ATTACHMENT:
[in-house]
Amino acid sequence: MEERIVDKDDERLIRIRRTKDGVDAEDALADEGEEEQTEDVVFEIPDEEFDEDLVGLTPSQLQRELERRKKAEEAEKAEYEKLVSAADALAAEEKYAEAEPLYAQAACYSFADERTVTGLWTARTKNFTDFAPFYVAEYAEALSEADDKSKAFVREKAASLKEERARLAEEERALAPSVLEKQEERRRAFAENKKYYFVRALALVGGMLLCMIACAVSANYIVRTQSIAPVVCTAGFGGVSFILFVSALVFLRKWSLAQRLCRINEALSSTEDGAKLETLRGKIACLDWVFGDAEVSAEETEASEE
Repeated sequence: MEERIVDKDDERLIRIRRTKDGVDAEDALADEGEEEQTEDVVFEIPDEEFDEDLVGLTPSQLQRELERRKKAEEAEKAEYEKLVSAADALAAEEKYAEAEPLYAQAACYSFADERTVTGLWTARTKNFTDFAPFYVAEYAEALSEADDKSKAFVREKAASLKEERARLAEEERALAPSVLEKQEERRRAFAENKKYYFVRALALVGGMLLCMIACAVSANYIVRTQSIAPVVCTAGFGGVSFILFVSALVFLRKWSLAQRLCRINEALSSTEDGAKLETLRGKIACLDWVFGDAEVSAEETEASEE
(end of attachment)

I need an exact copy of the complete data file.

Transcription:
[in-house]
Amino acid sequence: MEERIVDKDDERLIRIRRTKDGVDAEDALADEGEEEQTEDVVFEIPDEEFDEDLVGLTPSQLQRELERRKKAEEAEKAEYEKLVSAADALAAEEKYAEAEPLYAQAACYSFADERTVTGLWTARTKNFTDFAPFYVAEYAEALSEADDKSKAFVREKAASLKEERARLAEEERALAPSVLEKQEERRRAFAENKKYYFVRALALVGGMLLCMIACAVSANYIVRTQSIAPVVCTAGFGGVSFILFVSALVFLRKWSLAQRLCRINEALSSTEDGAKLETLRGKIACLDWVFGDAEVSAEETEASEE
Repeated sequence: MEERIVDKDDERLIRIRRTKDGVDAEDALADEGEEEQTEDVVFEIPDEEFDEDLVGLTPSQLQRELERRKKAEEAEKAEYEKLVSAADALAAEEKYAEAEPLYAQAACYSFADERTVTGLWTARTKNFTDFAPFYVAEYAEALSEADDKSKAFVREKAASLKEERARLAEEERALAPSVLEKQEERRRAFAENKKYYFVRALALVGGMLLCMIACAVSANYIVRTQSIAPVVCTAGFGGVSFILFVSALVFLRKWSLAQRLCRINEALSSTEDGAKLETLRGKIACLDWVFGDAEVSAEETEASEE